Why Do So Many People Eat Pork and Sauerkraut on New Year’s Day?

Find out the reasons this classic combo is enjoyed by many on January 1.

Each year, the holiday season brings with it a variety of traditional foods: turkey on Thanksgiving, latkes for Hanukkah, candy canes around Christmas, and, in some parts of the United States, pork and sauerkraut for New Year’s Day. But why pork and sauerkraut? Here’s why we eat this dish on the first day of the year. Throwing a party on December 31? Check out these 8 tips for a stress-free New Year’s cocktail party.

Pass the pork

Pork isn’t eaten on New Year’s Day only because it’s delicious—it is also thought to be good luck. The first reason for this goes back to the pig itself: in order to find food, a pig roots going forward, according to Linda Pelaccio, a culinary historian and host of “A Taste of the Past” podcast.

“It’s good to always go forward into the next year—you don’t want to go backward,” she tells Reader’s Digest. “For instance, we would not eat lobster for luck in the new year because lobsters walk backward.” Similarly, we’d skip the chicken because they scratch the ground going backward.

In addition, Pelaccio says that pork is considered good luck because it is so rich in fat, and the fat signifies prosperity. Some people eat pork on the first day of the year in the hopes it will bring a lucky and prosperous year. If you find that your pork isn’t coming out the way you’d like, read more on the biggest mistake people make when cooking pork.

Lastly, round foods are also thought to be good luck, Pelaccio explains, because the shape signifies coins and good fortune. Many traditional ways of preparing pork—including an Italian dish called cotechino which is ground pork stuffed into a casing—are cut into round pieces when served.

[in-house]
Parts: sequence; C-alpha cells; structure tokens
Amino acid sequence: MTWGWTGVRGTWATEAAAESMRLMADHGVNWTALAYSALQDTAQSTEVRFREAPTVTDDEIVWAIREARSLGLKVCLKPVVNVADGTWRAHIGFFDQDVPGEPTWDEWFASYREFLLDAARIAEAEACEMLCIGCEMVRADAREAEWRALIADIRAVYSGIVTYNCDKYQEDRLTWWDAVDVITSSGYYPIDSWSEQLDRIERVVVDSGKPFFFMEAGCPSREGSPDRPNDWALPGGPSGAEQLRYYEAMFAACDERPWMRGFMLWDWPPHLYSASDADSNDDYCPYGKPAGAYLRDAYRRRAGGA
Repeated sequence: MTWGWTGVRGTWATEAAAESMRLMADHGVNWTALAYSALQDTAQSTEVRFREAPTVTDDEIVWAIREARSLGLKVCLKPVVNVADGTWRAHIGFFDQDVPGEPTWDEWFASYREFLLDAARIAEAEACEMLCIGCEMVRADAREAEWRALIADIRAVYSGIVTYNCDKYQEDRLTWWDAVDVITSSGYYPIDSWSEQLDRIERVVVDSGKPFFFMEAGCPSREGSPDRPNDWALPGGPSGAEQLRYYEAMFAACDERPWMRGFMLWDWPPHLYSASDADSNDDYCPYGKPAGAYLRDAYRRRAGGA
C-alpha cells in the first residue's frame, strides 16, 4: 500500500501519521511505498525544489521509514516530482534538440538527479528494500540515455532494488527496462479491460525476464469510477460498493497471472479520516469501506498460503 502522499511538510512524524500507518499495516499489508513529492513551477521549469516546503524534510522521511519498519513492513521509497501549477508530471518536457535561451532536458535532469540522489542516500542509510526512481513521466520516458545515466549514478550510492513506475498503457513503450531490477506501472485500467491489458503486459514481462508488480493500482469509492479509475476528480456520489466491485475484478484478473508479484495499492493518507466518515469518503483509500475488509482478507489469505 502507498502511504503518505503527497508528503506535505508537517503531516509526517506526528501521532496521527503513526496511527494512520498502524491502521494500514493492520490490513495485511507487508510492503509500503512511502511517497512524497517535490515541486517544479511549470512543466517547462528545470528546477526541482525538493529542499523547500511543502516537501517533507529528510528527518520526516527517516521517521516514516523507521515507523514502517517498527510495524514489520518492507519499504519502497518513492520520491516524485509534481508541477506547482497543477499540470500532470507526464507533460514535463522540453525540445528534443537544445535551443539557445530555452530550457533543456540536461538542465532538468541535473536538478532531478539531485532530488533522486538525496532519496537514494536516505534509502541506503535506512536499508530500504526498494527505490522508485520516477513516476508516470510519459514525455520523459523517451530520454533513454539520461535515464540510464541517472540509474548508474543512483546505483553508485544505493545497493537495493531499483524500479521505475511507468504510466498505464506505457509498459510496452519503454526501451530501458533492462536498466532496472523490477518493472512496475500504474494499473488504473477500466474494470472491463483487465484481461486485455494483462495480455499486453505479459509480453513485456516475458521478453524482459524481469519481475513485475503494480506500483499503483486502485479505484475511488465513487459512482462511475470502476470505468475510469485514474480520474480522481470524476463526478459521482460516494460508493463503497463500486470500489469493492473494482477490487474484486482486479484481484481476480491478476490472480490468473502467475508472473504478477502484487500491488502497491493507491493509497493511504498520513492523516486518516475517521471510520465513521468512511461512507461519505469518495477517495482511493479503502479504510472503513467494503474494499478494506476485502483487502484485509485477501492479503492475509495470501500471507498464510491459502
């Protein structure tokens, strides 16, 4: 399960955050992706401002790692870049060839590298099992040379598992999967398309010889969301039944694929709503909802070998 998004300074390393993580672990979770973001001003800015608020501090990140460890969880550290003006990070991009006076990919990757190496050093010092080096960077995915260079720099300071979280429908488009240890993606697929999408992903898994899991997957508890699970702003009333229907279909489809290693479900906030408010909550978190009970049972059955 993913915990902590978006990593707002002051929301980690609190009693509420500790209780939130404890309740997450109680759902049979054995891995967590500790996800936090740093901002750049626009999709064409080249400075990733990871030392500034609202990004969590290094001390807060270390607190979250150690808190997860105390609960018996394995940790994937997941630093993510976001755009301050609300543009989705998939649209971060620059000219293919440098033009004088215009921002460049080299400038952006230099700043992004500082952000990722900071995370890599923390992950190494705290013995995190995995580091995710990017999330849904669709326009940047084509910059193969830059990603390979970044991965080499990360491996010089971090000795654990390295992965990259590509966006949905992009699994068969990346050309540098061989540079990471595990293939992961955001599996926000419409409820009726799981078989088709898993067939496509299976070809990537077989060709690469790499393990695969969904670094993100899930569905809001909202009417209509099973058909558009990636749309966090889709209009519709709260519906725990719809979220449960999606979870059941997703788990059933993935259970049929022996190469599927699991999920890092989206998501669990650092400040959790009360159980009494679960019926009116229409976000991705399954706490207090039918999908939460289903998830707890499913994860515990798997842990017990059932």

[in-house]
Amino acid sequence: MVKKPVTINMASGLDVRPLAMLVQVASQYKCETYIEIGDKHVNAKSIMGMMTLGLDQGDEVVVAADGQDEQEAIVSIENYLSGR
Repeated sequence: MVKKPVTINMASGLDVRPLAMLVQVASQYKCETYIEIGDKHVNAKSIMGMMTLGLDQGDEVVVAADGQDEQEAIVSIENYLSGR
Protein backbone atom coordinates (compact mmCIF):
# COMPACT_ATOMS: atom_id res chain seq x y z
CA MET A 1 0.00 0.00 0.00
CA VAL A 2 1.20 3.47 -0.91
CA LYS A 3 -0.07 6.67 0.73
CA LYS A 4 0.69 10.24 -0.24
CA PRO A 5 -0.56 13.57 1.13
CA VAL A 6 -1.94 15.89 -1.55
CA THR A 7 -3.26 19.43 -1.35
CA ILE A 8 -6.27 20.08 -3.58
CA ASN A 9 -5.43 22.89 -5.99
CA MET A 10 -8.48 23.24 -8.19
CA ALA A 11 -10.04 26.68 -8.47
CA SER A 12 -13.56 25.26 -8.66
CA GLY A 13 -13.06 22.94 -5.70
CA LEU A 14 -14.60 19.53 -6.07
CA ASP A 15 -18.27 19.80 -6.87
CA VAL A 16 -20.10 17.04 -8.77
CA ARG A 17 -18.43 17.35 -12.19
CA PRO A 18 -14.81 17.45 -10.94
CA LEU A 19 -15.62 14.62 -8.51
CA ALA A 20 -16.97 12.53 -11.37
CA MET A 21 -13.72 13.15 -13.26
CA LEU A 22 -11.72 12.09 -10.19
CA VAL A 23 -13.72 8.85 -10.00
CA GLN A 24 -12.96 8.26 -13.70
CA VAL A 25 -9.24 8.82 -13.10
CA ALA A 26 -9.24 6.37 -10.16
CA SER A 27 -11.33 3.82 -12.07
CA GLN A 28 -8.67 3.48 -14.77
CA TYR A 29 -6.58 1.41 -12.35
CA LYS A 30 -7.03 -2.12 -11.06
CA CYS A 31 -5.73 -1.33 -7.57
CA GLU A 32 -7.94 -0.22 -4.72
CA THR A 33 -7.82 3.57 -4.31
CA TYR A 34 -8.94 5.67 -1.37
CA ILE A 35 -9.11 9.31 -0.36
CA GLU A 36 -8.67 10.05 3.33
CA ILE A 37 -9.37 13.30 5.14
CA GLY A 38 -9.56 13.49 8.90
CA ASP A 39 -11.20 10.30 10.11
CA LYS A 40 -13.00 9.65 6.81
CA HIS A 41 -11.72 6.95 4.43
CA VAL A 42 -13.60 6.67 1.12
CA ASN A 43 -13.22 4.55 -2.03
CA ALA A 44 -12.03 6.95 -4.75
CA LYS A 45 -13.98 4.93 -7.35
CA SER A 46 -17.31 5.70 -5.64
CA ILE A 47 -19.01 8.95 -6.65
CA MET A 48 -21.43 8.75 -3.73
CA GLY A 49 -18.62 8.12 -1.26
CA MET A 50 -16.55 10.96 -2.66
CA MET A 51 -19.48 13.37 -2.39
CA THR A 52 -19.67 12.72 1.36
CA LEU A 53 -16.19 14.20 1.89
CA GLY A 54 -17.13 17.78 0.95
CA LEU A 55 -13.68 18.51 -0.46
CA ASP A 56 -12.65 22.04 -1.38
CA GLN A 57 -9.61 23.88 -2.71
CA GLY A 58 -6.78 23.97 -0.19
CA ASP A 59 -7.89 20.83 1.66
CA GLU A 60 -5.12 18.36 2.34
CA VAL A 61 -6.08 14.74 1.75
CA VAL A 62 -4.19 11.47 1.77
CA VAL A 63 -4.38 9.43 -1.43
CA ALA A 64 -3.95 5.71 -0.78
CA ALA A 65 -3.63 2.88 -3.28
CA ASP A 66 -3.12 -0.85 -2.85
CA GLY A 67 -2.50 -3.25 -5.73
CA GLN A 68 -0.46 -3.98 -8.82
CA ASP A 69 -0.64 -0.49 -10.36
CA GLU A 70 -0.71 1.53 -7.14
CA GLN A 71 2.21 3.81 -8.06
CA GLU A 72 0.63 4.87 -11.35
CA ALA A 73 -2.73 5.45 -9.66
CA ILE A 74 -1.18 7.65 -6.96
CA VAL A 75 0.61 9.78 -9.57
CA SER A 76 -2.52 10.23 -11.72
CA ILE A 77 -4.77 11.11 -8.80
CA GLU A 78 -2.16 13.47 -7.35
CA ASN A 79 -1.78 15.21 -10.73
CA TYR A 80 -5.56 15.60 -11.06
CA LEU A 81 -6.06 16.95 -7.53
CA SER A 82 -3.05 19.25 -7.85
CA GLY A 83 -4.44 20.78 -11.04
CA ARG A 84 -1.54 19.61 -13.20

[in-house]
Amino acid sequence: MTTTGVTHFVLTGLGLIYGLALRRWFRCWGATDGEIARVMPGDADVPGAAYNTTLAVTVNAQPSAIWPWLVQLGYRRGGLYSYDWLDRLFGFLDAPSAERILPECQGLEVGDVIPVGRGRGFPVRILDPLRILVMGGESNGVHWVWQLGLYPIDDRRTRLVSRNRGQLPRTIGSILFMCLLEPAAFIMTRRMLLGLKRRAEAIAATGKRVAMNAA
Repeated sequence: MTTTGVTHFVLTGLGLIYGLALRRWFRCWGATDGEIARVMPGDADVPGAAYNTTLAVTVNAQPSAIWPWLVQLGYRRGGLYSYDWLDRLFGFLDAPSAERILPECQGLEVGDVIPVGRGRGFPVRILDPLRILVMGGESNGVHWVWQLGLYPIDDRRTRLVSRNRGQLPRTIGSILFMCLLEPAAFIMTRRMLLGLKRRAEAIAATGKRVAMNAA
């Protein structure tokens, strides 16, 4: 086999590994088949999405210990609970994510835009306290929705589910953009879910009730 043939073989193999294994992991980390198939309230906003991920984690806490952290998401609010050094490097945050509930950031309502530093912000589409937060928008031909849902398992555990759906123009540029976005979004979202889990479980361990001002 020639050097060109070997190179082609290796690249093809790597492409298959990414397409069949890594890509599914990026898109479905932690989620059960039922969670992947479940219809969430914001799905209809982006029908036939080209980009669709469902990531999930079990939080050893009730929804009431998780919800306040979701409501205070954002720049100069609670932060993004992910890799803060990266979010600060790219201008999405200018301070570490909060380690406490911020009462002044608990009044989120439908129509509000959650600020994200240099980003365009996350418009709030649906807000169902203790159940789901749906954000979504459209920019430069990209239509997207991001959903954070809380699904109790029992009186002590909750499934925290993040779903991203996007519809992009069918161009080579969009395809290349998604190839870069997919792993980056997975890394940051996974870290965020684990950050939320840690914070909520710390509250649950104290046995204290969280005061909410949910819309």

Symbolic sauerkraut

Even though sauerkraut is served in strands, the cabbage it originated from was round, which, as Pelaccio mentioned, is a shape thought to bring good luck. It’s also green—a color associated with financial prosperity. “Symbolically, as many shreds of cabbage from the kraut is the amount of wealth you’ll have in the new year,” Drew Anderson co-founder of Cleveland Kraut tells Reader’s Digest.

There are also logistical reasons why we eat sauerkraut this time of year. According to Anderson, October and November is peak harvest time for cabbage in Germany and Eastern Europe, where sauerkraut is especially popular. At that point, the cabbage is chopped and put in barrels to begin the fermentation process.

“Usually around New Year’s [Day], fresh produce is scant, so these fermentation barrels are tapped and the good stuff begins to flow,” Anderson says. “The underlying health benefits of eating kraut also contributes to this tradition, as historically, fermented foods were a big source of vitamin C and nutrients when fresh produce wasn’t available.” In other words, people want to start the year out with a healthy meal and sauerkraut fits the bill.

Though the exact origins of eating pork and sauerkraut together on New Year’s Day is unknown, some credit the Pennsylvania Dutch for the tradition taking off in the United States. If you’re superstitious, you’ll want to fill your plate with all 13 of these good luck foods come January 1.

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Elizabeth Yuko
Dr. Elizabeth Yuko is a bioethicist and writer specializing in health and the intersection of bioethics and popular culture. She is an adjunct professor of ethics at Fordham University and has written for print and online publications including The New York Times, The Washington Post, The Atlantic, Rolling Stone, Salon and Playboy, and has given a TEDX talk on The Golden Girls and bioethics.